Introduction to Clinical Academic Medicine
The University of Sheffield, in partnership with Health Education Yorkshire and the Humber and local Sheffield NHS Trusts, offers an exciting pathway of training, offering experience of clinical and academic medicine while working alongside internationally-renowned clinicians and researchers. Trainees are entitled to an honorary university contract for the duration of their academic training.
Clinical academic medicine involves a combination of research, teaching and patient care. Clinical academics performing medical science are in a unique position, taking observations from patients in their clinics or on the wards into the laboratory for study. This helps bridge the gap between scientific research and patient care, translating ideas that seem promising in the laboratory into treatments that benefit patients.
In a typical week a clinical academic sees patients, plans and performs research, holds meetings with fellow researchers and teaches other professionals and students. They also attend national and international meetings to view work of others and to disseminate knowledge from their own work. Clinical academics help shape the undergraduate curriculum and contribute substantially to postgraduate medical training.
The Academic Training Programme Director in Sheffield is Professor Dilly Anumba and the Clinical Academic Programme is administered by Dr Lynsey Grieveson email@example.com and Rosemary Badcoe firstname.lastname@example.org. Please contact us if you have any queries and we will get back to you as soon as possible.
Information for current trainees, academic leads and TPDs can be found on our internal webpages.
What's been happening with our trainees? Read our most recent newsletter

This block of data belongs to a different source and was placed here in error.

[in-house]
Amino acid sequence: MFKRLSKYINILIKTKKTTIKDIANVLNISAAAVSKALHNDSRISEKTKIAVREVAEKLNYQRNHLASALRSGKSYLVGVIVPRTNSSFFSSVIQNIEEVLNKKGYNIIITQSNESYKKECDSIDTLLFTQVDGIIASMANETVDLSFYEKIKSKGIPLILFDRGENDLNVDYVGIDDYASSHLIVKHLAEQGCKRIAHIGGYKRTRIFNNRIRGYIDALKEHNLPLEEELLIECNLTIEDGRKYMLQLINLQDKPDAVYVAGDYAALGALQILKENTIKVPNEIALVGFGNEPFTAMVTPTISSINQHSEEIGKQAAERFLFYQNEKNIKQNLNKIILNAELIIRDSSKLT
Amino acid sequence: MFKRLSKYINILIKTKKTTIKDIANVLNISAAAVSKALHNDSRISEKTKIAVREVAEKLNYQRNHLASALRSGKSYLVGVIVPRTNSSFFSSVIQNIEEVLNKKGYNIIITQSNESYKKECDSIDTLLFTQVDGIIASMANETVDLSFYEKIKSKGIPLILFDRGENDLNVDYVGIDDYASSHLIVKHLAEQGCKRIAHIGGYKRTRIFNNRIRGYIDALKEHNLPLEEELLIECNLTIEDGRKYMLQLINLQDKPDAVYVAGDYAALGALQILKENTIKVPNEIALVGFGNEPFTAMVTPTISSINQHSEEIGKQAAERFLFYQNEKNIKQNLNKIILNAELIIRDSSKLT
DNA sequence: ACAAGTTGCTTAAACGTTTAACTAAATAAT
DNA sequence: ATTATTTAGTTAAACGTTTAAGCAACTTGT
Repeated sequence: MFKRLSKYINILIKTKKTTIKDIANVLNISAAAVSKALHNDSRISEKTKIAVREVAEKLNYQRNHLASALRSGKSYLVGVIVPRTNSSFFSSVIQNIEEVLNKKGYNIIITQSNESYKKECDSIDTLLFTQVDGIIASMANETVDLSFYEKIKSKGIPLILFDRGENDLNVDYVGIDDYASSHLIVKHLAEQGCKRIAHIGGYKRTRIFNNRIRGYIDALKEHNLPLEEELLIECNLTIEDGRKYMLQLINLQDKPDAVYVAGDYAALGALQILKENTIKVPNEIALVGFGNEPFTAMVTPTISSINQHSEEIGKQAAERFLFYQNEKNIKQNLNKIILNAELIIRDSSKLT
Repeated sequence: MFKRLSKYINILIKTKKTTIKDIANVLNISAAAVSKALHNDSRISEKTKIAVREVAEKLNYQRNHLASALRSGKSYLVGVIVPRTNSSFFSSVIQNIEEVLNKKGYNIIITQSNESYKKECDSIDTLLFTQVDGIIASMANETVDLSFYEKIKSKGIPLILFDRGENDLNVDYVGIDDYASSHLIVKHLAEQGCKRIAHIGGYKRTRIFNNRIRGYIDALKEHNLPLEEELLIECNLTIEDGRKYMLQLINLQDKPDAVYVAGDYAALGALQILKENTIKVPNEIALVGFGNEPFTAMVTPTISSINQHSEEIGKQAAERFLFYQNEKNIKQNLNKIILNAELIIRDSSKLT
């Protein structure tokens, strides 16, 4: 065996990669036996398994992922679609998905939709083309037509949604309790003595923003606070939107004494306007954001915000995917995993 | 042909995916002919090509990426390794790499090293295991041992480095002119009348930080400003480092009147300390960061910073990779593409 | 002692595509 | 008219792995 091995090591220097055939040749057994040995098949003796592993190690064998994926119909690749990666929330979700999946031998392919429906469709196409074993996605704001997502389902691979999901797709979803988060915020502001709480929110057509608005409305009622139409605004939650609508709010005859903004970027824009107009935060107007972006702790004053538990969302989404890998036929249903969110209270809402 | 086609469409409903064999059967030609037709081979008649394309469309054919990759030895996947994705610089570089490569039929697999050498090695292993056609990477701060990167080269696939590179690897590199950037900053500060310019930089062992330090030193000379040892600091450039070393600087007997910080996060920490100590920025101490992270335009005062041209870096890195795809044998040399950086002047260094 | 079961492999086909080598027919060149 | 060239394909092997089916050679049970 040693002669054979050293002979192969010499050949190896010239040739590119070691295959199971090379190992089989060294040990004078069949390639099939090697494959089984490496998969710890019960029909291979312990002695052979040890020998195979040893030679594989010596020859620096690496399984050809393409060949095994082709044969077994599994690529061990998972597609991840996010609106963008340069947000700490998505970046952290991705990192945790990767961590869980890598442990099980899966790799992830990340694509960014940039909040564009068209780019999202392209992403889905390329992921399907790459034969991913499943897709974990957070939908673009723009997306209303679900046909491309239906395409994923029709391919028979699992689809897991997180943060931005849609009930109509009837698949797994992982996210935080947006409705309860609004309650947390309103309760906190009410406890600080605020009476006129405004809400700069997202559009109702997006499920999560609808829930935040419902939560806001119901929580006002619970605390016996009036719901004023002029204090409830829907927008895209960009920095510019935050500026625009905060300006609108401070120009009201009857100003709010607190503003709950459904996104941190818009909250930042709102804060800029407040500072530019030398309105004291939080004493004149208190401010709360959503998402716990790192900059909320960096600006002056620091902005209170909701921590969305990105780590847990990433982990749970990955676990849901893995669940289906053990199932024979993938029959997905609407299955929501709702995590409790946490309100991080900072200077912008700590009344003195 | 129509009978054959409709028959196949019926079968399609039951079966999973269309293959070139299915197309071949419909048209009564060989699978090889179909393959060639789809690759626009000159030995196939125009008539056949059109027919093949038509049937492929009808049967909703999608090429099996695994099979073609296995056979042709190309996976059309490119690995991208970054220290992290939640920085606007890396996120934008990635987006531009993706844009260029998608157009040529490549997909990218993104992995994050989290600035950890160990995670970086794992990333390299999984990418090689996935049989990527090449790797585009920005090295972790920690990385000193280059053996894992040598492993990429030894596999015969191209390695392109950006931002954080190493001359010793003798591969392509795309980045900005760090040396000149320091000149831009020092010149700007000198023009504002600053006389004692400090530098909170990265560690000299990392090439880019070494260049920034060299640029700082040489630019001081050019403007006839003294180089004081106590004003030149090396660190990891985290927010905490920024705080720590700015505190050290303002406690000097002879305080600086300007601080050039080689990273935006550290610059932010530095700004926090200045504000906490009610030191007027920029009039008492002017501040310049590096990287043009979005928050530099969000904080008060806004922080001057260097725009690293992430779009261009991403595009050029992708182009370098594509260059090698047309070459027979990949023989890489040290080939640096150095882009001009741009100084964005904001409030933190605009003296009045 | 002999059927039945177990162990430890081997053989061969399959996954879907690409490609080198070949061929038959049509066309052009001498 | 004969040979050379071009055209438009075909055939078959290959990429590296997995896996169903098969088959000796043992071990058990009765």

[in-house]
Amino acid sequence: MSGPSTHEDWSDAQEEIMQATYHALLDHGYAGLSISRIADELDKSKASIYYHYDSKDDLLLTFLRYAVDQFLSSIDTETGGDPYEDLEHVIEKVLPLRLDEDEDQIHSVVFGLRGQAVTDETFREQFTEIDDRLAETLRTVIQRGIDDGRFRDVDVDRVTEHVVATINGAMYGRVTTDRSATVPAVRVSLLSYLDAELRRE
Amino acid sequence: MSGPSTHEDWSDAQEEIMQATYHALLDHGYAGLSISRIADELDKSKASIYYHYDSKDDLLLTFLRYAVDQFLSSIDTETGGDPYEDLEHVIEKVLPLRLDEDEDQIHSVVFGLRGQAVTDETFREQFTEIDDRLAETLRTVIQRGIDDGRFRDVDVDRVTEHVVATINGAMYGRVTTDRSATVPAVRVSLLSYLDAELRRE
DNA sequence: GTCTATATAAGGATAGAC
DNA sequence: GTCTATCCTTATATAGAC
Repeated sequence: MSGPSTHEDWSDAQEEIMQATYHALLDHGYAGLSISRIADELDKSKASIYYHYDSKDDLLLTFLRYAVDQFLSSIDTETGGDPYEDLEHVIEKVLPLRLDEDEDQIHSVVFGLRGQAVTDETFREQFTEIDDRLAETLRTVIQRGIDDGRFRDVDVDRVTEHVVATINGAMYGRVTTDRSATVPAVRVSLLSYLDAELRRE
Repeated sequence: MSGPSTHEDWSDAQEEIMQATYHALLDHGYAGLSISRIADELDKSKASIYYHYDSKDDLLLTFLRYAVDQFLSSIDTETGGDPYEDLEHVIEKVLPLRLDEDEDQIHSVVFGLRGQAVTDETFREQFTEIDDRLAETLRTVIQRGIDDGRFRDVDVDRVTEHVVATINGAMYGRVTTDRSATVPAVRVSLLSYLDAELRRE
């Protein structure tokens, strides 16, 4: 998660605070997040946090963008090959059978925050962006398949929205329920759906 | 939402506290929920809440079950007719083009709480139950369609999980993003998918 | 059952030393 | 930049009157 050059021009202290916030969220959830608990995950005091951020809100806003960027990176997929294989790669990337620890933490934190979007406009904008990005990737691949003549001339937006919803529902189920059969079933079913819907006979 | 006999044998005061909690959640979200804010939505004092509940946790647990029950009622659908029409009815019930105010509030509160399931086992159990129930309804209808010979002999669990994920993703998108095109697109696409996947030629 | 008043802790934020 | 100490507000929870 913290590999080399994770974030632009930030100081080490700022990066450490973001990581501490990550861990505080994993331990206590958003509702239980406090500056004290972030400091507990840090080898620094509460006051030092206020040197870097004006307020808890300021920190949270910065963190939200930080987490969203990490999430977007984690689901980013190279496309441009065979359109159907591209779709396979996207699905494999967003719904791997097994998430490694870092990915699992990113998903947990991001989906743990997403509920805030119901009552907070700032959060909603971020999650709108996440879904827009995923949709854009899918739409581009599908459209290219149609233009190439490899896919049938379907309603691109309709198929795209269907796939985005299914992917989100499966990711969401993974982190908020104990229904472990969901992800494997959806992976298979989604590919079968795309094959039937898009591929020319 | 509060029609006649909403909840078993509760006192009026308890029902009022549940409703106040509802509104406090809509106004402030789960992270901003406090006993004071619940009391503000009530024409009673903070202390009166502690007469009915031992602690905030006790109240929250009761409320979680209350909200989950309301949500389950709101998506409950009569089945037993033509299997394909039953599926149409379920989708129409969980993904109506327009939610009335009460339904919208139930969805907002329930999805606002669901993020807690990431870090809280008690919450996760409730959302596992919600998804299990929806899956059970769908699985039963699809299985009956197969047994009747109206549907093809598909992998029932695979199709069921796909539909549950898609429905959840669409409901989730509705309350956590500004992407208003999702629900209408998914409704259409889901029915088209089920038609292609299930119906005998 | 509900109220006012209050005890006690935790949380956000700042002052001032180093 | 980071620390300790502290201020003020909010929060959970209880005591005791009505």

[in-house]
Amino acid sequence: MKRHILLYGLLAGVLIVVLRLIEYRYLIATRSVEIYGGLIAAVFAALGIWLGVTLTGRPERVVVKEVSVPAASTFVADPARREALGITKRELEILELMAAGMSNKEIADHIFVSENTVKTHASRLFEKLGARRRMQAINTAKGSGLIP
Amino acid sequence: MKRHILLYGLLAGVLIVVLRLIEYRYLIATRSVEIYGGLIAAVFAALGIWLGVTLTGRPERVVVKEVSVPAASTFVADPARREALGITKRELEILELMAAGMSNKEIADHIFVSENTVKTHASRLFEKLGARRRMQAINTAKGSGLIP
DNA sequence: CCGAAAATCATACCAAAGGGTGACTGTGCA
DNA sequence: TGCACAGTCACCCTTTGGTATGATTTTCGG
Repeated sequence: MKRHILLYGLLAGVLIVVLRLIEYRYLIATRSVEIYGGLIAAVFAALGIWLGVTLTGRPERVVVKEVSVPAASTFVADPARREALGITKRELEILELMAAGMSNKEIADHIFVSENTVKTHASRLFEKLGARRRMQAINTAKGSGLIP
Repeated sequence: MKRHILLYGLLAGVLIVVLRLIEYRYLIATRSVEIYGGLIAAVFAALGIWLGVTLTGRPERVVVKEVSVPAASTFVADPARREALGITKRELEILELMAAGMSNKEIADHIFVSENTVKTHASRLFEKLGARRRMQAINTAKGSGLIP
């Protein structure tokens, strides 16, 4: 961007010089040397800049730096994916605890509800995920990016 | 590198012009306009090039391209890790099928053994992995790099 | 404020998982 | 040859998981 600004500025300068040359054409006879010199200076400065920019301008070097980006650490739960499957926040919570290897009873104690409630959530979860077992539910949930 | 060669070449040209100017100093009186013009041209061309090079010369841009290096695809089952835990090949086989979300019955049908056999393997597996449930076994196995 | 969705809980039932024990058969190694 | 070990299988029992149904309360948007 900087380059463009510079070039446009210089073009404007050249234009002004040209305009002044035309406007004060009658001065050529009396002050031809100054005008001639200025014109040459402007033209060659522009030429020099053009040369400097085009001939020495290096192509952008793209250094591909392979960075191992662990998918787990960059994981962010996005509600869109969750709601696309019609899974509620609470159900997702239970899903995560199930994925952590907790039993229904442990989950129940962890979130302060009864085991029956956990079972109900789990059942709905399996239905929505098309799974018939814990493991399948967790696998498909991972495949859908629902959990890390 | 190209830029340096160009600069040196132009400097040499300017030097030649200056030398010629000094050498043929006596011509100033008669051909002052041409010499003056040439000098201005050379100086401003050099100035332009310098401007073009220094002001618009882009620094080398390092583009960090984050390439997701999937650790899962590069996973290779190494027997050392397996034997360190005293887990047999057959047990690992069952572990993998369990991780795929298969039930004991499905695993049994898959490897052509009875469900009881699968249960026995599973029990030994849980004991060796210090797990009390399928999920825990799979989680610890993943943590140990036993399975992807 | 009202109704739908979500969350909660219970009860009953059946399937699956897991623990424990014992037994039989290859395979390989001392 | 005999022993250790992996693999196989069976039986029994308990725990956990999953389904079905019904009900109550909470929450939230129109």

Trying to contact Yorkshire & The Humber deanery? Phone number of their reception is 0114 3992200.
Medical Research Council's Clinical Research Training Fellowship Scheme
The CRTF supports clinicians, including (but not limited to) medics, surgeons, dentists, clinical psychologists, public health specialty trainees, allied health professionals, nurses, midwives and veterinarians, to undertake a PhD or other higher research degree. Find out about the Medical Research Council's Clinical Research Training Fellowship Scheme and how to apply here.
How do I become a Clinical Academic?
Student Selected Components (SSC), BMedSci courses or MB-PhDs offer experience of academic medicine at an undergraduate level. During postgraduate training, Academic Foundation programmes include protected time in a research environment. These can lead to:
Academic Clinical Fellowships are for those who have obtained their Foundation competencies. As well as providing basic specialty or core medical training these posts include nine months' protected research time. The fellow conducts research that will form the basis of a Research Training Fellowship application to an external funding body such as the MRC or the Wellcome Trust. These can lead to:
Research Training Fellowships last 3 to 4 years and lead to a PhD.
The next step is to obtain a Clinical Lecturer post to complete clinical specialty training (leading to the award of a CCT) and to begin postdoctoral research.
Senior Clinical Lecturer or Senior Fellowship positions combine work as an honorary consultant with research in a chosen field.
Doctors and dentists employed by universities pursue research and educate the next generation of healthcare workers. They also spend half their time in the NHS caring for patients. They are in an ideal position to work with their NHS colleagues to identify problems, devise effective solutions and bring evidence-based innovations into clinical practice.